For the flock of Puritans who founded Massachusetts Bay Colony in 1630, a physical break from the Church of England wasn’t enough. A group of “pious and learned ministers” took it on themselves to translate the Book of Psalms from Hebrew and create a text for New World church services that would be free of what they viewed as the stain of Old World corruption. The result was an American original—The Bay Psalm Book of 1640—a 148-page volume printed on a press operated by the British settler Stephen Daye. Psalms were set to the meter of familiar tunes so the faithful could make a joyful noise, singing, for example, in the 23rd Psalm: “For me a table thou hast spread / in presence of my foes / thou dost anoint my head with oil / my cup it over flows.” The rhyming Puritan ministers were well aware of their limitations as poets, declaring that “the verses are not always so smooth and elegant,” but “God’s altar needs not our polishings.” Seventeen hundred copies of The Bay Psalm Book were printed in its first edition. A rare surviving copy (right) is on display at the Rosenbach Museum and Library in Philadelphia.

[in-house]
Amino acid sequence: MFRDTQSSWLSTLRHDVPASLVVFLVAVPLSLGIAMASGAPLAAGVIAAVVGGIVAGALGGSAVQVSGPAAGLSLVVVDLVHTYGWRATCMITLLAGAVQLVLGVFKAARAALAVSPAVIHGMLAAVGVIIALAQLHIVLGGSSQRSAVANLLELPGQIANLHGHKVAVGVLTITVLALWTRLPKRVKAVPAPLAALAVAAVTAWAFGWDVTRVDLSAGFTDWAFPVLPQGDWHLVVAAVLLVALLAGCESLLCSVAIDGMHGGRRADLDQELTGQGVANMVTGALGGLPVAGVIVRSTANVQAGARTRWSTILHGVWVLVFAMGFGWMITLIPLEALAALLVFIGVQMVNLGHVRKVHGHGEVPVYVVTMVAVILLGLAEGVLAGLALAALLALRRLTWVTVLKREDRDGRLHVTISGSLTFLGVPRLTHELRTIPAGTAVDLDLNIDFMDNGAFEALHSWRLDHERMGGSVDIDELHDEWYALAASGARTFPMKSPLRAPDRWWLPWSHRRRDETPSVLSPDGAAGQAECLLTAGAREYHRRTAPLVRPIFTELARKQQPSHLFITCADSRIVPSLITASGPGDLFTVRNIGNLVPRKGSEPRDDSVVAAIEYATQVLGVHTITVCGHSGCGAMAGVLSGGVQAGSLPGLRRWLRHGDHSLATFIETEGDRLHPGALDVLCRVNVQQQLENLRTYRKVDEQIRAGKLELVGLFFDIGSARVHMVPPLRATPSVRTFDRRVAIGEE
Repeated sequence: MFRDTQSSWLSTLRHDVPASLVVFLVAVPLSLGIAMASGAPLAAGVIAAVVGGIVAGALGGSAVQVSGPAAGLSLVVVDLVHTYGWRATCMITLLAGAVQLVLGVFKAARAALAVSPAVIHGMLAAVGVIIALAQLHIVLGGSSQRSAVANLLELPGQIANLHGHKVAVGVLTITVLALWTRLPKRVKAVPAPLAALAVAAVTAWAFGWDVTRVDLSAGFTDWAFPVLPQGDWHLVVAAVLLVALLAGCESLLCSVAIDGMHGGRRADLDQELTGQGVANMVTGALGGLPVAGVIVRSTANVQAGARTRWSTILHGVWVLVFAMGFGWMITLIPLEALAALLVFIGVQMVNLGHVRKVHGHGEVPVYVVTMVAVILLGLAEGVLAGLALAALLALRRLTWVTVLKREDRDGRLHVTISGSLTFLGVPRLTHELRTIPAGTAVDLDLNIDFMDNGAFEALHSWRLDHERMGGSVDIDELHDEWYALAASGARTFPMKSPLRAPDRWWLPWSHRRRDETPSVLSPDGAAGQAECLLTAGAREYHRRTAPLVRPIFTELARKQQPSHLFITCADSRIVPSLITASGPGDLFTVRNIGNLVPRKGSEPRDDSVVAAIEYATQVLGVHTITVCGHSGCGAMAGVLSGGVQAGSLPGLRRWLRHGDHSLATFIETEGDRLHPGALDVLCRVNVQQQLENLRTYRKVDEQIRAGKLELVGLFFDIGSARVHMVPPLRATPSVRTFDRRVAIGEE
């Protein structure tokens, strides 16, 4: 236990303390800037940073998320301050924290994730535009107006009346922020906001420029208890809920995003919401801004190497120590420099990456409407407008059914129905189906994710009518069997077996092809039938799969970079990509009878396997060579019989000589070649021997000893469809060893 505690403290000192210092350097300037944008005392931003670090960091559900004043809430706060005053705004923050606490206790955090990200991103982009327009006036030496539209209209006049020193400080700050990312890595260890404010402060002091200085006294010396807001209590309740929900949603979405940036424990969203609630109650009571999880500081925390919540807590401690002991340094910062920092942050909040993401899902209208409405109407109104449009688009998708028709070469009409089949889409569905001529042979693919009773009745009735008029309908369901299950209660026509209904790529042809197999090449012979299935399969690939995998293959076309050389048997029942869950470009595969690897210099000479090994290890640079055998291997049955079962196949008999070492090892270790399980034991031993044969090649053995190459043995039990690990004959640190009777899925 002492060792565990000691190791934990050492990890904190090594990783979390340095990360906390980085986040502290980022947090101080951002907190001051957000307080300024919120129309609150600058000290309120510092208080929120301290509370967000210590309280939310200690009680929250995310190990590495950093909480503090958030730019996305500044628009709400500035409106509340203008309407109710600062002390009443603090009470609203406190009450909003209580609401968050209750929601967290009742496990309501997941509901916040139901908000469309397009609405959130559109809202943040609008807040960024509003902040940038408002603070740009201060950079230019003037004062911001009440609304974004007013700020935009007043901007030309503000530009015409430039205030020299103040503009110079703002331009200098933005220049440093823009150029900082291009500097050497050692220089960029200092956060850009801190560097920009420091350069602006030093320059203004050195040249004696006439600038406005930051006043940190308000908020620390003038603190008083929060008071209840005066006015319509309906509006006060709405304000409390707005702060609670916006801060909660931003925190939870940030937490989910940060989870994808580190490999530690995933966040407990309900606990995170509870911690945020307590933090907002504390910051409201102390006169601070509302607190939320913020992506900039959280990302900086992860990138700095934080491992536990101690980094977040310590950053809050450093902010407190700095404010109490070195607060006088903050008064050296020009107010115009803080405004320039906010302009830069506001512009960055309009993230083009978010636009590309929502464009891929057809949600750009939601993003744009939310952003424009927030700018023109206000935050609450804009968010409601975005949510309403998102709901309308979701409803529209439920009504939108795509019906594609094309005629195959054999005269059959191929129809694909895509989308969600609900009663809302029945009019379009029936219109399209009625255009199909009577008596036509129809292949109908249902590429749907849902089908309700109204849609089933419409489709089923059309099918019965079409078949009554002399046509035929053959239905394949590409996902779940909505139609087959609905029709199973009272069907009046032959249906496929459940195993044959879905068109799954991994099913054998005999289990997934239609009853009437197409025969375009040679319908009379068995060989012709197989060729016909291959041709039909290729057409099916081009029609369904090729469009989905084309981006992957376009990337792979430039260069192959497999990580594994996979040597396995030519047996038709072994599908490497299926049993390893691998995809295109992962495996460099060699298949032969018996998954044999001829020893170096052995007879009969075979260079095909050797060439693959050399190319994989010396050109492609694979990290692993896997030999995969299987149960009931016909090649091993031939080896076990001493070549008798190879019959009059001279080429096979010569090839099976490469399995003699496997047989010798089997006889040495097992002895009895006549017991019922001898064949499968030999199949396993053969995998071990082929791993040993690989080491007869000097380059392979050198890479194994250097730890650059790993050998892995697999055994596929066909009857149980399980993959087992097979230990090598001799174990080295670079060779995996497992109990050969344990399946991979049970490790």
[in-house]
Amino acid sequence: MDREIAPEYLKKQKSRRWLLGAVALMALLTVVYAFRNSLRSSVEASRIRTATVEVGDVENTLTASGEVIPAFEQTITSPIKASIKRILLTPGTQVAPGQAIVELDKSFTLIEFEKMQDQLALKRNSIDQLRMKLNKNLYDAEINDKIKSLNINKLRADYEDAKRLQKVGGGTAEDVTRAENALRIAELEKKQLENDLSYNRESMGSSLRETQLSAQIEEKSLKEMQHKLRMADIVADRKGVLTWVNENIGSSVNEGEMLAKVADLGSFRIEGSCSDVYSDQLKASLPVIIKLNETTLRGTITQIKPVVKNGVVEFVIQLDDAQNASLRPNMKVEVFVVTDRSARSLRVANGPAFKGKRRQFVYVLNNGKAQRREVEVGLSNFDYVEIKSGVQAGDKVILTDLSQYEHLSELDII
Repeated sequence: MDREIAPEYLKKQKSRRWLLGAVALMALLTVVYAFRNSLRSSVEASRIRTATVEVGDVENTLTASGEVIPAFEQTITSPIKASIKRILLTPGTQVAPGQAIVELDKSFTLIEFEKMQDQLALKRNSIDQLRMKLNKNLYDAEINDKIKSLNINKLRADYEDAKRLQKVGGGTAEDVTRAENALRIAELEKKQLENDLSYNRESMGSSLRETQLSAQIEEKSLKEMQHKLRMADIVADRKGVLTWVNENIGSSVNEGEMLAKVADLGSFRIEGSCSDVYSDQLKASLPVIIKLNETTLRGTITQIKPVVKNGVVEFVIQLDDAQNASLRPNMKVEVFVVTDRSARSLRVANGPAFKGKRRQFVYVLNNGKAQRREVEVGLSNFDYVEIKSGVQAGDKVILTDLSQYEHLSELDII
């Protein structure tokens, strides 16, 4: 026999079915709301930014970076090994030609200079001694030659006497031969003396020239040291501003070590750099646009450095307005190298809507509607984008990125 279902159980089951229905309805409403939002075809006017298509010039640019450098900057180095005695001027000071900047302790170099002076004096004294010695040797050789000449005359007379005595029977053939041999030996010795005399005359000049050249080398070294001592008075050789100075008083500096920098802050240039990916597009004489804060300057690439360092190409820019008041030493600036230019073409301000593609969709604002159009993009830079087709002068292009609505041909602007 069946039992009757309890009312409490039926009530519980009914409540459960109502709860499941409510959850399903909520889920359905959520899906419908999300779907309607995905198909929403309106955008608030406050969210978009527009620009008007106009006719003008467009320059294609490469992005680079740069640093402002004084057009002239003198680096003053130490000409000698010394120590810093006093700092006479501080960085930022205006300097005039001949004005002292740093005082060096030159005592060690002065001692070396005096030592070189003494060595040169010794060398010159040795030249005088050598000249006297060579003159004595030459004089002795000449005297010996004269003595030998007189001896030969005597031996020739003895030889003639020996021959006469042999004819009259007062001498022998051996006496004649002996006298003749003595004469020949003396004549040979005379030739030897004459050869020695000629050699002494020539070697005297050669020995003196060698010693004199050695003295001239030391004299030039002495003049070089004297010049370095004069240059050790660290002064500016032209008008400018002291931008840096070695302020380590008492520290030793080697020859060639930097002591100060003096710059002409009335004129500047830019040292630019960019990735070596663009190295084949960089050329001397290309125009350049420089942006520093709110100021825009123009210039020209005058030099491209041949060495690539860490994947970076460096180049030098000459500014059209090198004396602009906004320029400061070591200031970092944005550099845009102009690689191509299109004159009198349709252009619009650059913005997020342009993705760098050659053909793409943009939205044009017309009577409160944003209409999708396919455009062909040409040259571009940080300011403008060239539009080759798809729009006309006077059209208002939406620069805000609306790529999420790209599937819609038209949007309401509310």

Originally published in the October 2010 issue of American History. To subscribe, click here.